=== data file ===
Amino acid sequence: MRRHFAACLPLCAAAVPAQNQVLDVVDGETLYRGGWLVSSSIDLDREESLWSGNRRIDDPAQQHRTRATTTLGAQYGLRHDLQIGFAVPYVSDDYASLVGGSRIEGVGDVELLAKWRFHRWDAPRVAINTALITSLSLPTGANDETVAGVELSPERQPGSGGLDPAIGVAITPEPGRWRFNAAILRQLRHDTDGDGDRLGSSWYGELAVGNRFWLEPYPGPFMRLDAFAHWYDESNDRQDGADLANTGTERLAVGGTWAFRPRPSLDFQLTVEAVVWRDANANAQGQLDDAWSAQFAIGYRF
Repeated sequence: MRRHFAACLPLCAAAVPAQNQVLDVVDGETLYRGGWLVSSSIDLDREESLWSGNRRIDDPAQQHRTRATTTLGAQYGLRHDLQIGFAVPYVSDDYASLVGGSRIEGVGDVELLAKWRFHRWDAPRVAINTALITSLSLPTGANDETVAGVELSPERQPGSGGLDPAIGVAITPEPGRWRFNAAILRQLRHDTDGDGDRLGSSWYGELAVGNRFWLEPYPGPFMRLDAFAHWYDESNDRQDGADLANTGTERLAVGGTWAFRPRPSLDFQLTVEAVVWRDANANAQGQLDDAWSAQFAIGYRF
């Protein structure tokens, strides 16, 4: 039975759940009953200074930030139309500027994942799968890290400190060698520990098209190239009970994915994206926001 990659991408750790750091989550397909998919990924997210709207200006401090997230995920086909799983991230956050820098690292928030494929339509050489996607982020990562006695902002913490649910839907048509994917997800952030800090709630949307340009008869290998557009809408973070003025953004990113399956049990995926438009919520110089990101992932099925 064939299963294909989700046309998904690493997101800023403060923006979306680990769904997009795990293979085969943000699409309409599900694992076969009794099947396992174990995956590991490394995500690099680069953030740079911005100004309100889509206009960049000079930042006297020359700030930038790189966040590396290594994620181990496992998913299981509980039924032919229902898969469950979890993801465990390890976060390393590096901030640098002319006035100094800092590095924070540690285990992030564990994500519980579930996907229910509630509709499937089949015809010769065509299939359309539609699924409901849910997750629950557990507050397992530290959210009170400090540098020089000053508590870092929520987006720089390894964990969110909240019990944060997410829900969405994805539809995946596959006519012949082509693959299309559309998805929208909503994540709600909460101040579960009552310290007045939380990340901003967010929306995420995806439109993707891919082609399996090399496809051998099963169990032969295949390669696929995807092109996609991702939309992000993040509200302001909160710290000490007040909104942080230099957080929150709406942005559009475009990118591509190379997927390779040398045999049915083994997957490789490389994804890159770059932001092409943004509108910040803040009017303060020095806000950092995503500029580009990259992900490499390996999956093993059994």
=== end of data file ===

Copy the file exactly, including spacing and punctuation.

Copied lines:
Amino acid sequence: MRRHFAACLPLCAAAVPAQNQVLDVVDGETLYRGGWLVSSSIDLDREESLWSGNRRIDDPAQQHRTRATTTLGAQYGLRHDLQIGFAVPYVSDDYASLVGGSRIEGVGDVELLAKWRFHRWDAPRVAINTALITSLSLPTGANDETVAGVELSPERQPGSGGLDPAIGVAITPEPGRWRFNAAILRQLRHDTDGDGDRLGSSWYGELAVGNRFWLEPYPGPFMRLDAFAHWYDESNDRQDGADLANTGTERLAVGGTWAFRPRPSLDFQLTVEAVVWRDANANAQGQLDDAWSAQFAIGYRF
Repeated sequence: MRRHFAACLPLCAAAVPAQNQVLDVVDGETLYRGGWLVSSSIDLDREESLWSGNRRIDDPAQQHRTRATTTLGAQYGLRHDLQIGFAVPYVSDDYASLVGGSRIEGVGDVELLAKWRFHRWDAPRVAINTALITSLSLPTGANDETVAGVELSPERQPGSGGLDPAIGVAITPEPGRWRFNAAILRQLRHDTDGDGDRLGSSWYGELAVGNRFWLEPYPGPFMRLDAFAHWYDESNDRQDGADLANTGTERLAVGGTWAFRPRPSLDFQLTVEAVVWRDANANAQGQLDDAWSAQFAIGYRF
């Protein structure tokens, strides 16, 4: 039975759940009953200074930030139309500027994942799968890290400190060698520990098209190239009970994915994206926001 990659991408750790750091989550397909998919990924997210709207200006401090997230995920086909799983991230956050820098690292928030494929339509050489996607982020990562006695902002913490649910839907048509994917997800952030800090709630949307340009008869290998557009809408973070003025953004990113399956049990995926438009919520110089990101992932099925 064939299963294909989700046309998904690493997101800023403060923006979306680990769904997009795990293979085969943000699409309409599900694992076969009794099947396992174990995956590991490394995500690099680069953030740079911005100004309100889509206009960049000079930042006297020359700030930038790189966040590396290594994620181990496992998913299981509980039924032919229902898969469950979890993801465990390890976060390393590096901030640098002319006035100094800092590095924070540690285990992030564990994500519980579930996907229910509630509709499937089949015809010769065509299939359309539609699924409901849910997750629950557990507050397992530290959210009170400090540098020089000053508590870092929520987006720089390894964990969110909240019990944060997410829900969405994805539809995946596959006519012949082509693959299309559309998805929208909503994540709600909460101040579960009552310290007045939380990340901003967010929306995420995806439109993707891919082609399996090399496809051998099963169990032969295949390669696929995807092109996609991702939309992000993040509200302001909160710290000490007040909104942080230099957080929150709406942005559009475009990118591509190379997927390779040398045999049915083994997957490789490389994804890159770059932001092409943004509108910040803040009017303060020095806000950092995503500029580009990259992900490499390996999956093993059994």